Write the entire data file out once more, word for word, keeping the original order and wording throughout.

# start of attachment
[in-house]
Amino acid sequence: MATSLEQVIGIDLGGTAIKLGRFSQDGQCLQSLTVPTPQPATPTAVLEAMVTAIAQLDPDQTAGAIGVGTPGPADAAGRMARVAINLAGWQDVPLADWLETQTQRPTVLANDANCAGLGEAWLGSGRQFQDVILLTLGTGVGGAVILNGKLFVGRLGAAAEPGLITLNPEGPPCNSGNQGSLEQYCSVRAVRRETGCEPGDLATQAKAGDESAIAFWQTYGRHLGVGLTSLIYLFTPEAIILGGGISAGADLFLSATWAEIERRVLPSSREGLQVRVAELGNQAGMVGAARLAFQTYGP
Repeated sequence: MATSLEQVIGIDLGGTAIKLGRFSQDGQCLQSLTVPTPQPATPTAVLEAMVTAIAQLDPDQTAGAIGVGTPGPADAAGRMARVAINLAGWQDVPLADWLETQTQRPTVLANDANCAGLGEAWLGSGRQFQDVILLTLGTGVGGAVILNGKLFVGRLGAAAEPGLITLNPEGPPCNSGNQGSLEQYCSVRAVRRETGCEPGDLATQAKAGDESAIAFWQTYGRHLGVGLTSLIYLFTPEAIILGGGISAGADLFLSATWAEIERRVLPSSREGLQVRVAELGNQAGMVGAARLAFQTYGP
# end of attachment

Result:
[in-house]
Amino acid sequence: MATSLEQVIGIDLGGTAIKLGRFSQDGQCLQSLTVPTPQPATPTAVLEAMVTAIAQLDPDQTAGAIGVGTPGPADAAGRMARVAINLAGWQDVPLADWLETQTQRPTVLANDANCAGLGEAWLGSGRQFQDVILLTLGTGVGGAVILNGKLFVGRLGAAAEPGLITLNPEGPPCNSGNQGSLEQYCSVRAVRRETGCEPGDLATQAKAGDESAIAFWQTYGRHLGVGLTSLIYLFTPEAIILGGGISAGADLFLSATWAEIERRVLPSSREGLQVRVAELGNQAGMVGAARLAFQTYGP
Repeated sequence: MATSLEQVIGIDLGGTAIKLGRFSQDGQCLQSLTVPTPQPATPTAVLEAMVTAIAQLDPDQTAGAIGVGTPGPADAAGRMARVAINLAGWQDVPLADWLETQTQRPTVLANDANCAGLGEAWLGSGRQFQDVILLTLGTGVGGAVILNGKLFVGRLGAAAEPGLITLNPEGPPCNSGNQGSLEQYCSVRAVRRETGCEPGDLATQAKAGDESAIAFWQTYGRHLGVGLTSLIYLFTPEAIILGGGISAGADLFLSATWAEIERRVLPSSREGLQVRVAELGNQAGMVGAARLAFQTYGP